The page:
By Nick Brothers
Standing with signs that read “Stop Separating Families,” and “Immigration is an American Experience,” Northwest Arkansas residents gathered in solidarity at a fasting vigil for Latino migrant children Monday, July 21.
The event, Standing Watch With All The Children, was organized by a collaboration between the Omni Center for Peace, Justice and Ecology and Fayetteville Free Zone. About 25 to 30 people were in attendance.
Within the fiscal year of 2014, about 77,200 unaccompanied children from Honduras, El Salvador, are expected to be apprehended at the Mexico-U.S. border, according to U.S. Customs and Border Protection. Gang violence in central America is driving many of these children to flee to other countries, and about 36 percent of the children had at least one parent in the United States according to a study by a U.N. office of the High Commissioner for Refugees.
The influx of unaccompanied alien minors has caused a growing humanitarian crisis for officials at the border to handle. President Obama requested $3.7 billion from Congress to help address this, but so far the House of Representatives have hesitated on approving the funds.
“On a national level it really pains me,” said David Garcia, organizer of the event. “The local response makes me proud of Fayetteville, and to see the support is beautiful. I hope we can build on it further.”
Those who attended were asked to fast their lunch and donate their lunch money. Donations totaled $335.70, and the money will be sent to Sacred Heart Catholic Church in McAllen, Texas, for their inspiring stories of providing food, water, and clothing to the refugee children in their community who are in need, said David Garcia, organizer of the event.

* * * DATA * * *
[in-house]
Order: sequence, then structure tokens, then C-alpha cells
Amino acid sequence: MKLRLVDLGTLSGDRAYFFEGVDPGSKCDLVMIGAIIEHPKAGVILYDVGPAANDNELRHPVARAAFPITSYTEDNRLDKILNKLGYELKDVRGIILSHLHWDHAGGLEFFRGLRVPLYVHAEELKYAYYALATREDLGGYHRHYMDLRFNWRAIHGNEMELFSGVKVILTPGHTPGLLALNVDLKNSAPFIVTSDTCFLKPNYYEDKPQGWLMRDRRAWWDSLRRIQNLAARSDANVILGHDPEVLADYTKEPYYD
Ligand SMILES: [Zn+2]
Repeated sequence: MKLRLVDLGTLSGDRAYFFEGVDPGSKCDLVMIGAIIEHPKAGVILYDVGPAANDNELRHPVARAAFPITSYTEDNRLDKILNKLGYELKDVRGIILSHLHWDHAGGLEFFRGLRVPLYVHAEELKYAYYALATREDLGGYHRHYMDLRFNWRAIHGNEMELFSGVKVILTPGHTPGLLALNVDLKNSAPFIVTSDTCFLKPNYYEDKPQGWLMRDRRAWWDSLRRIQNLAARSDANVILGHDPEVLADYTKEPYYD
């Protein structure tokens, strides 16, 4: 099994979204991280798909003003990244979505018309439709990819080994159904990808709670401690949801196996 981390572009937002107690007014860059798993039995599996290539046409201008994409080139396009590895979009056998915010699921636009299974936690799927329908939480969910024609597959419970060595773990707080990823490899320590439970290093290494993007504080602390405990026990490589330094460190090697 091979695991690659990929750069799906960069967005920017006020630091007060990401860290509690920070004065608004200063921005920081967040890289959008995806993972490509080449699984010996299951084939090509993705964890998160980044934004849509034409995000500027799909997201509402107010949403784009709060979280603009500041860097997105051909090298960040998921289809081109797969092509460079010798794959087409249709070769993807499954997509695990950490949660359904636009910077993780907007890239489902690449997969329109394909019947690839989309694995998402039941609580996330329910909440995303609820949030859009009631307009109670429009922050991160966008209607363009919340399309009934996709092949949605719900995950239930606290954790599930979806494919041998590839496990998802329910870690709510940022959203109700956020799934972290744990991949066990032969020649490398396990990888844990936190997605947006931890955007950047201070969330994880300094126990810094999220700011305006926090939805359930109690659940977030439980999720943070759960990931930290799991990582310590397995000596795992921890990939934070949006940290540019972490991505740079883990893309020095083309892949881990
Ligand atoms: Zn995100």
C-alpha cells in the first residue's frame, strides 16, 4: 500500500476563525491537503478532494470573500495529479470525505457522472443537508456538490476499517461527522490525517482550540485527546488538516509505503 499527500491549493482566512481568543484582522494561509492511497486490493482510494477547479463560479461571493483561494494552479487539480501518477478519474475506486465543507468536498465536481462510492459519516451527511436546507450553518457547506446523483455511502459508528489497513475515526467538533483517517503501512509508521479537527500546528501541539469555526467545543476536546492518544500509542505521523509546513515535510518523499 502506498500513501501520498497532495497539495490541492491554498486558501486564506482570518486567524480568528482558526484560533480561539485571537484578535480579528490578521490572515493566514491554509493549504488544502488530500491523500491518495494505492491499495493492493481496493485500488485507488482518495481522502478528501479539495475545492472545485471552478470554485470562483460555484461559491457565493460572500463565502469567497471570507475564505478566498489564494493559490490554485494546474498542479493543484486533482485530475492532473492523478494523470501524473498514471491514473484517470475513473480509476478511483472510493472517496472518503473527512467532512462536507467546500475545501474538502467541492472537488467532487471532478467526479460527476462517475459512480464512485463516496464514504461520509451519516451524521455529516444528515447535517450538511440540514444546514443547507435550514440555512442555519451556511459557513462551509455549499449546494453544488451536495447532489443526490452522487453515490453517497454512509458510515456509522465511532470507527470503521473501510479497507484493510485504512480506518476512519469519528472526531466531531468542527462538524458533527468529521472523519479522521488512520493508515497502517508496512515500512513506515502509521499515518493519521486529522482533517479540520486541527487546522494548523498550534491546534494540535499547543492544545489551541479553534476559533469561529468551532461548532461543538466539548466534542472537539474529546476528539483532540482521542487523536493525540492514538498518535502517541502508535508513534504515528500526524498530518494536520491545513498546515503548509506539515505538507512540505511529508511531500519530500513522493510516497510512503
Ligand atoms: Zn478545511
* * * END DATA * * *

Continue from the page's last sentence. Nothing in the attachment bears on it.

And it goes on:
Fernando Garcia, Omni Center president, called for refugee status of the migrant children and said the crisis was an international issue of love and justice.
Mayor Lioneld Jordan was there to speak on behalf of the city of Fayetteville. He said he wants Fayetteville to be a sanctuary for the migrant children.
“The right thing is to take care of those children,” Jordan said. “I just want to help, and I just want to support them. We will take care of them.”
Local musician Adam Cox was in attendance as well, and after proclaiming himself a fifth generation Oklahoman, he led the crowd in a sing-along of the Woody Guthrie classics, “This Land is Your Land” and “Dustbowl Refugee.”
“It’s a humanitarian crisis plain and simple,” Cox said. “When you’re left with nothing you don’t have much of a choice.”
After the speeches, crowd members formed into breakout sessions to discuss ways for the community to help out. Rachel Huff, one of the attendees, held a sign that read “Immigration is an American Experience.”
“Most people in the country came from somewhere else, and I think we need to remember that,” Huff said. “We need to start showing our support. I can’t imagine having to put my child through something like this. I come from the belief that you treat others the way you would like to be treated.”